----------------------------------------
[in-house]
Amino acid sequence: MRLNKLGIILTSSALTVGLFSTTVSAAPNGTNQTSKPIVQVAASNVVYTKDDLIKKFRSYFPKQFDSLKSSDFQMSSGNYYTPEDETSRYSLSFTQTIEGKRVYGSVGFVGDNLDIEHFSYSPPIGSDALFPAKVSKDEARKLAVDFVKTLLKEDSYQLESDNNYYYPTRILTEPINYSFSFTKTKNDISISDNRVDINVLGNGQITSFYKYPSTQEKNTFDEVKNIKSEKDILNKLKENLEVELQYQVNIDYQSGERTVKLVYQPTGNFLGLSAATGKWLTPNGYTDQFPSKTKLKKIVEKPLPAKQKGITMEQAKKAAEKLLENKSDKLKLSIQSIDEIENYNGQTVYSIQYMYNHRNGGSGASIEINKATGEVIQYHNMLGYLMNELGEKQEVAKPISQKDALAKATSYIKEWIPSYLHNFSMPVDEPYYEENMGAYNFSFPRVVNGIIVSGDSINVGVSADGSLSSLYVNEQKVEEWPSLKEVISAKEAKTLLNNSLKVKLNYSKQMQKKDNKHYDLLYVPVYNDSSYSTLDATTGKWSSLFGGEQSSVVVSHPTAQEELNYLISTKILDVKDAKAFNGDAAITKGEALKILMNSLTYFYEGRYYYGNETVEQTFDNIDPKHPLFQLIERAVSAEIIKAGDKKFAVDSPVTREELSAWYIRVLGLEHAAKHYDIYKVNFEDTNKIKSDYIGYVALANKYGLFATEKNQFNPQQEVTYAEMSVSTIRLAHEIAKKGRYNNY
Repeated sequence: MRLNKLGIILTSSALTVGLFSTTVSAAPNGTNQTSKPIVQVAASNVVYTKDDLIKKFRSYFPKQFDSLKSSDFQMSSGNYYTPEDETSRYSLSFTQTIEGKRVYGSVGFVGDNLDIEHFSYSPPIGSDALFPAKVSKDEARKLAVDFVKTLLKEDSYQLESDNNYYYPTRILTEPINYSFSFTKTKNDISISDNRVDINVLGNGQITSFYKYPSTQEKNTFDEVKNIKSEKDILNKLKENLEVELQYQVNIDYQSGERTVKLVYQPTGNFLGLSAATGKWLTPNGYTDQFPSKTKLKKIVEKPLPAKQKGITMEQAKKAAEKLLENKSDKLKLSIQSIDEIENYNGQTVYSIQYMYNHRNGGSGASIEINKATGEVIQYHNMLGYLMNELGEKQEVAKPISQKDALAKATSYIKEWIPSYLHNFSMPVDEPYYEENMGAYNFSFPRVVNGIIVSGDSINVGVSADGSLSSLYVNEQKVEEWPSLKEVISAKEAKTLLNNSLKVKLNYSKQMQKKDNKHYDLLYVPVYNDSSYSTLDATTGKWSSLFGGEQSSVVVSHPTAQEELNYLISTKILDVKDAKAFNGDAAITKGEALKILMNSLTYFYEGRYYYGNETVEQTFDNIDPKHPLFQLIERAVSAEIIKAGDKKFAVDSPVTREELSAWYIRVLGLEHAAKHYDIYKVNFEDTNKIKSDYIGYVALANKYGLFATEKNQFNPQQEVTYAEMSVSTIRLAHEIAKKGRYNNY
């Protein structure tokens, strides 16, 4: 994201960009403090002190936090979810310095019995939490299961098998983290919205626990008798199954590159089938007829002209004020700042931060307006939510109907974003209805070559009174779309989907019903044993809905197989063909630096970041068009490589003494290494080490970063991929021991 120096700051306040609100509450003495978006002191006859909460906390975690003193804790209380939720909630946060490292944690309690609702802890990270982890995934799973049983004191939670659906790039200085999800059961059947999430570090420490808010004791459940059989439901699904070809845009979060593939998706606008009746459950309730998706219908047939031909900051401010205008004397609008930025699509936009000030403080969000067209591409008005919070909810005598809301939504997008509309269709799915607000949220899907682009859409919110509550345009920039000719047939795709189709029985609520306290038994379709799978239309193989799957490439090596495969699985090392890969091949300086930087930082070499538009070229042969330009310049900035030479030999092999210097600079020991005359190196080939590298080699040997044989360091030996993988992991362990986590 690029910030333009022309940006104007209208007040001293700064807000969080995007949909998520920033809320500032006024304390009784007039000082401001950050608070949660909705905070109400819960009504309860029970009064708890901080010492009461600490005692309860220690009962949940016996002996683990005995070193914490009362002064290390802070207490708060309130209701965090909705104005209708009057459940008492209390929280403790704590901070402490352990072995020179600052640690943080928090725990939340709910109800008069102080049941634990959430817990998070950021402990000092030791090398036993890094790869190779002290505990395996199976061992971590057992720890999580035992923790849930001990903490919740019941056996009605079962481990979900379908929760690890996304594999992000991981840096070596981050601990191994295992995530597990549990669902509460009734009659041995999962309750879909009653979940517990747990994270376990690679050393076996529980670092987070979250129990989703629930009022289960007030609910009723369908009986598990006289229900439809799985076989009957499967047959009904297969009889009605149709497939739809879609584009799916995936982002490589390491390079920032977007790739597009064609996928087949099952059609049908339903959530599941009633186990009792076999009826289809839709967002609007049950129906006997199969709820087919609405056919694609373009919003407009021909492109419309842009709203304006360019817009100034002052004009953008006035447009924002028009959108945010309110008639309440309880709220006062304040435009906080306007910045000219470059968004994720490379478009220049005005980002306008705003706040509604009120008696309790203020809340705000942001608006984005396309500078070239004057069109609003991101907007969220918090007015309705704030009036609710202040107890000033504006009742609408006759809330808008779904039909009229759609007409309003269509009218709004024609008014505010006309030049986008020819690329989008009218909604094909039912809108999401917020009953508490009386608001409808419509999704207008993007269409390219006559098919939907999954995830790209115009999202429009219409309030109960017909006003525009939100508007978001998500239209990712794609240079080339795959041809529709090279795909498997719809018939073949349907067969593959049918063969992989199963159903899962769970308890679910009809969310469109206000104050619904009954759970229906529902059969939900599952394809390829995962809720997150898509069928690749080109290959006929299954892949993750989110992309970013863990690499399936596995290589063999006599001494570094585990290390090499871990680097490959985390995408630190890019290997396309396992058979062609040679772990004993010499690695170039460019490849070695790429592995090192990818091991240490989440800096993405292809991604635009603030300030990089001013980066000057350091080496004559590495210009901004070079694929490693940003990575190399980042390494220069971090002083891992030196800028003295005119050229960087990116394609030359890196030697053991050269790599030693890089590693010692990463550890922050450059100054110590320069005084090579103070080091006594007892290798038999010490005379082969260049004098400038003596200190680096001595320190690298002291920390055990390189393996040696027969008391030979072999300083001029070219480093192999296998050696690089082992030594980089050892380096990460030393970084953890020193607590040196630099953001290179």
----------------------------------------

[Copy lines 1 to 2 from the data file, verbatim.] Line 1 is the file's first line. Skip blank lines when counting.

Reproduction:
[in-house]
Amino acid sequence: MRLNKLGIILTSSALTVGLFSTTVSAAPNGTNQTSKPIVQVAASNVVYTKDDLIKKFRSYFPKQFDSLKSSDFQMSSGNYYTPEDETSRYSLSFTQTIEGKRVYGSVGFVGDNLDIEHFSYSPPIGSDALFPAKVSKDEARKLAVDFVKTLLKEDSYQLESDNNYYYPTRILTEPINYSFSFTKTKNDISISDNRVDINVLGNGQITSFYKYPSTQEKNTFDEVKNIKSEKDILNKLKENLEVELQYQVNIDYQSGERTVKLVYQPTGNFLGLSAATGKWLTPNGYTDQFPSKTKLKKIVEKPLPAKQKGITMEQAKKAAEKLLENKSDKLKLSIQSIDEIENYNGQTVYSIQYMYNHRNGGSGASIEINKATGEVIQYHNMLGYLMNELGEKQEVAKPISQKDALAKATSYIKEWIPSYLHNFSMPVDEPYYEENMGAYNFSFPRVVNGIIVSGDSINVGVSADGSLSSLYVNEQKVEEWPSLKEVISAKEAKTLLNNSLKVKLNYSKQMQKKDNKHYDLLYVPVYNDSSYSTLDATTGKWSSLFGGEQSSVVVSHPTAQEELNYLISTKILDVKDAKAFNGDAAITKGEALKILMNSLTYFYEGRYYYGNETVEQTFDNIDPKHPLFQLIERAVSAEIIKAGDKKFAVDSPVTREELSAWYIRVLGLEHAAKHYDIYKVNFEDTNKIKSDYIGYVALANKYGLFATEKNQFNPQQEVTYAEMSVSTIRLAHEIAKKGRYNNY